How important was the Battle of Manzikert in 1071 to the Rise of the Seljuk Turks?

How important was the Battle of Manzikert in 1071 to the Rise of the Seljuk Turks?

By Amanda Mazur

Published Online (2010)

In this 15th-century French miniature depicting the Battle of Manzikert, the combatants are clad in contemporary Western European armour.

Introduction: A truly decisive battle, Manzikert broke the Byzantine border defenses, opened Anatolia to Turkic in-migration and so launched a new phase in the expansion of the frontiers of Islam.

During the latter years of the 11th Century, the Byzantine Empire was in a state of constant flux. The successive reigns of the Macedonian dynasty had pushed the boundaries of the Empire to their furthest geographical extent since Justinian the Great had reconquered Italy and North Africa in the sixth century. The Empire now stretched from Dalmatia in the west, incorporating the whole of the Balkans, to Antioch in Syria in the south, and all of Anatolia to Armenia in the east. The aforementioned quote, taken from C.V. Findley’s The Turks in World History concisely demonstrates the importance that this day had on the Byzantines, and how in essence, this one battle can be seen as the starting point for the Turk’s increasingly successful military drive westwards.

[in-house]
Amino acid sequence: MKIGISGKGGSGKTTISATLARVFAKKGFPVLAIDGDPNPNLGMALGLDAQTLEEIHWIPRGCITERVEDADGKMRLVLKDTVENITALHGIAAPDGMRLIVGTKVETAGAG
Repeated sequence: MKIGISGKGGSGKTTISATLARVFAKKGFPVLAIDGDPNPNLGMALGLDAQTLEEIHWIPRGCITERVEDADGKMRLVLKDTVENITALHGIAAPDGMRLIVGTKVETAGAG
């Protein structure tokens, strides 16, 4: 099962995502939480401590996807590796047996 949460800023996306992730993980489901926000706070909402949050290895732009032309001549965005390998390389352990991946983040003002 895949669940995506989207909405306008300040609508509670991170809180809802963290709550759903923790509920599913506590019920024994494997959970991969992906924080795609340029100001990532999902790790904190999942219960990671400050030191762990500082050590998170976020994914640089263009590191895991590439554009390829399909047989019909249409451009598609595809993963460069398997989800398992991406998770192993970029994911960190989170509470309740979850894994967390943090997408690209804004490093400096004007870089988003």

Various incursions by surrounding forces were descending deeper into the Empire. In the East, the Turks were gaining territory through Anatolia, whilst the Normans under the watch of Robert Guiscard were slowly capturing any remaining footholds within Southern Italy. It was not just foreign expeditions which were leading to this demise; the constant internal strife between the military and civil aristocracy was creating divides between the leading families, and as such, much of the army was based on mercantile “thematic” troops, who were drawn from the furthest parts of the Empire, and as such held allegiances that could be easily swayed by better fiscal offers. The Seljuk Turks, from their first appearance at the end of the tenth century were known primarily for their military prowess, and as a nomadic people they had little regard for the niceties of land-ownership.

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